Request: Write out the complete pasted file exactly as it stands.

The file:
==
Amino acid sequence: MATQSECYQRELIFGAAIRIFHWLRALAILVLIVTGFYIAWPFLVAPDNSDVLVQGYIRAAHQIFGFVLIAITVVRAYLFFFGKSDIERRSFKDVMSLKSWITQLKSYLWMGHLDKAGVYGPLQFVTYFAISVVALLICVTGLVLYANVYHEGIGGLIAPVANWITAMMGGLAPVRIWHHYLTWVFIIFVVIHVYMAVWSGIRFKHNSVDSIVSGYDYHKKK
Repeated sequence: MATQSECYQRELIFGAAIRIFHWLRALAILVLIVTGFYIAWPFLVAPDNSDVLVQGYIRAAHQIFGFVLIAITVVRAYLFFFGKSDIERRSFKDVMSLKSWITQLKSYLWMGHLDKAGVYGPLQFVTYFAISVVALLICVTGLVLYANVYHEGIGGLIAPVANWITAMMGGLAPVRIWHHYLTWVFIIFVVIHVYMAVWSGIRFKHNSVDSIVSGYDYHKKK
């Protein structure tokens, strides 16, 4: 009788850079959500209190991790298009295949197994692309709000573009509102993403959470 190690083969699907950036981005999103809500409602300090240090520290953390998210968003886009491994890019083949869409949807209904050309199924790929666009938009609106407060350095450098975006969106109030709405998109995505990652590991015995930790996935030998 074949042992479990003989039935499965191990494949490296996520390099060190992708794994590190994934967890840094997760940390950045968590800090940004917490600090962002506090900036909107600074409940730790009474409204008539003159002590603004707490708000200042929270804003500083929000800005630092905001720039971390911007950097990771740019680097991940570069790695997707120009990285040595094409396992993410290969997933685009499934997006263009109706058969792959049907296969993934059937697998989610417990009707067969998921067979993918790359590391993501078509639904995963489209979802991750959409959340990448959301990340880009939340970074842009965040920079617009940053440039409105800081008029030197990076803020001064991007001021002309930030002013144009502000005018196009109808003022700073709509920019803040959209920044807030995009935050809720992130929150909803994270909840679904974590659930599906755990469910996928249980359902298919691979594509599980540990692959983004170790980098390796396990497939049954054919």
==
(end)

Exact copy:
Amino acid sequence: MATQSECYQRELIFGAAIRIFHWLRALAILVLIVTGFYIAWPFLVAPDNSDVLVQGYIRAAHQIFGFVLIAITVVRAYLFFFGKSDIERRSFKDVMSLKSWITQLKSYLWMGHLDKAGVYGPLQFVTYFAISVVALLICVTGLVLYANVYHEGIGGLIAPVANWITAMMGGLAPVRIWHHYLTWVFIIFVVIHVYMAVWSGIRFKHNSVDSIVSGYDYHKKK
Repeated sequence: MATQSECYQRELIFGAAIRIFHWLRALAILVLIVTGFYIAWPFLVAPDNSDVLVQGYIRAAHQIFGFVLIAITVVRAYLFFFGKSDIERRSFKDVMSLKSWITQLKSYLWMGHLDKAGVYGPLQFVTYFAISVVALLICVTGLVLYANVYHEGIGGLIAPVANWITAMMGGLAPVRIWHHYLTWVFIIFVVIHVYMAVWSGIRFKHNSVDSIVSGYDYHKKK
């Protein structure tokens, strides 16, 4: 009788850079959500209190991790298009295949197994692309709000573009509102993403959470 190690083969699907950036981005999103809500409602300090240090520290953390998210968003886009491994890019083949869409949807209904050309199924790929666009938009609106407060350095450098975006969106109030709405998109995505990652590991015995930790996935030998 074949042992479990003989039935499965191990494949490296996520390099060190992708794994590190994934967890840094997760940390950045968590800090940004917490600090962002506090900036909107600074409940730790009474409204008539003159002590603004707490708000200042929270804003500083929000800005630092905001720039971390911007950097990771740019680097991940570069790695997707120009990285040595094409396992993410290969997933685009499934997006263009109706058969792959049907296969993934059937697998989610417990009707067969998921067979993918790359590391993501078509639904995963489209979802991750959409959340990448959301990340880009939340970074842009965040920079617009940053440039409105800081008029030197990076803020001064991007001021002309930030002013144009502000005018196009109808003022700073709509920019803040959209920044807030995009935050809720992130929150909803994270909840679904974590659930599906755990469910996928249980359902298919691979594509599980540990692959983004170790980098390796396990497939049954054919």